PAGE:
Wichit Sirichote, firstname.lastname@example.org
Build a bluetooth data logger for temperature recording with a PIC18F46j11 microcontroller and a DS1820 temperature sensor.
This device is designed for temperature recording in the chilled products under transportation. The design features are sealed box, one channel temperature sensor, battery operated, bluetooth interfacing and wireless charging.
Figure 1: The prototype of the M-Logger V1.0
The simplified block diagram of the instrument is shown in Figure 2. Temperature sensor is one-wire interfaced DS1820. The microcontroller interfaces the DS1820 using one line I/O bit. The temperature reading is saved to the SPI RAM. Data uploading is transferred through the Bluetooth modem board using 9600 UART, TxD and RxD. The circuit is powered by a +3.7V Li-ion cell phone battery. The bluetooth modem is powered by a +5V from the receiver pad. The power pad also provides the charging to the battery as well.
Figure 2: Simplified block diagram.
Figure 3: Hardware schematic (click to enlarge).
The complete schematic is shown in Figure 3. The microcontroller, PVN1 is PIC18F46J11, 44 pin TQFP. The chip runs with internal 4MHz oscillator. Timer1 oscillator, 32,768Hz is for internal RTCC (Real-Time Clock and Calendar) module. U1, DS1820 is interfaced to the MCU at PORTB, RB4. The memory for data storage has two chips, U2 and U4. The memory chips are SPI interface 32kB each. J1 is for Bluetooth modem interface. J3 is for +5V from the receiver pad wireless charger. BT1 is +3.7V Li-ion battery. The battery is also charged with the receiver pad. D1 is status LED.
The Bluetooth modem is built with a CSR Bluecore4-external chip sets. It has 8MBit Flash memory for software storage and settings. Output power is Class II. The modem is powered with a +3.3V power source. Settings is done with AT command mode. The default speed for parameters settings is 38400 8n1. Paring code is 1234. We can use any VT100 terminal to set the parameters with AT commands easily.
Figure 4: Bluetooth modem with TX and RX interface.
The circuit is built with a double sides PCB. On the top layer, only the MCU and two chips SPI RAM are soldered. The sensor DS1820 is closed to box and taped with aluminum sticker. The receiver coil are placed under the PCB.
Figure 5: MCU board without Bluetooth Righthand is DS1820 under aluminum stricker. Below the MCU is two SPI RAM. Lefthand is +37V Li-ion battery. Receiver coil is placed on the bottom.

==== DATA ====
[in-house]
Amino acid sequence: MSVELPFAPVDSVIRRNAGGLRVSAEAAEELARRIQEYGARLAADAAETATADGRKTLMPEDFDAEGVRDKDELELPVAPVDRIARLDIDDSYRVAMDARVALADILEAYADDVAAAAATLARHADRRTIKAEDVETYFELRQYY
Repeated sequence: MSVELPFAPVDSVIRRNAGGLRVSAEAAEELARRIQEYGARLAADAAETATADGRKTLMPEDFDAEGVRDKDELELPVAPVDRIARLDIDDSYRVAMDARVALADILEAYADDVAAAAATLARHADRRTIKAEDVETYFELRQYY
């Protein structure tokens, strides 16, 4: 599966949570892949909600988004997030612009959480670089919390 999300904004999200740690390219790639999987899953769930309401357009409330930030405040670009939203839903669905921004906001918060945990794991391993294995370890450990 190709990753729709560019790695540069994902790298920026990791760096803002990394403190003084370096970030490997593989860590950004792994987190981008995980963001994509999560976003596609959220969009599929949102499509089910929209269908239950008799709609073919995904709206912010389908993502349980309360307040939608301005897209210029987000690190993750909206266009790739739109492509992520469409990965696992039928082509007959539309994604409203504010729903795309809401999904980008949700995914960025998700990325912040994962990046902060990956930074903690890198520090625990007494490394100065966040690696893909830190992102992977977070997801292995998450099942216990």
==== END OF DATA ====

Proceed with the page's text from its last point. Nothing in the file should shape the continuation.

Figure 6: Receiver coil for wireless charger.
The Bluetooth modem is plugged to the MCU board at J1 connector. The 2GHz antenna is PCB trace. The LED shows connecting status. When the device is placed on the charger pad, it will provide power to the bluetooth modem.
Figure 7: MCU board with Bluetooth. The bluetooth is powered only when receiving coil gets electromagnetic energy from the transmitter's coil at the charger pad.
Connecting with Bluetooth
To connect the device with PC as the master, we can use a cheap bluetooth USB adapter. When place the device on the charging pad, the bluetooth is then trying to connect to the PC. Paring code is '1234'.
Figure 8: The bluetooth modem is operated only when the data logger is placed on the charging pad.
When double click at the bluetooth icon, we will see the available COM ports being assigned for bluetooth device. For the PC as the master, we can use COM18 in the Outgoing direction.
Figure 9: Available COM ports for bluetooth devices
We can see the device name, "M-Logger-V1-Bluetooth" with 1234 as the passkey.
Figure 10: Device name appeared.
Now we can use Putty as the terminal interface with 9600 8n1 format. Choose COM18 for connecting the data logger.
Figure 11: Choose COM18 with 9600 speed.
Press ENTER and ? command for help. We get below window. To read sensor once, press "/" key.
Figure 12: Commands list with ? key.
The printable records can be uploaded and saved as the CSV file by settings the log file from the Session-Logging easily. The sample file mlog1.csv can be opened with spreadsheet software then.
The data logger was tested for recording below zero degree Celsius in the ice cream refrigerator. Figure 13 shows the sample plot.
Figure 13: Sample plot.
Download Schematic, HEX file , Bluetooth Datasheet
27 March 2013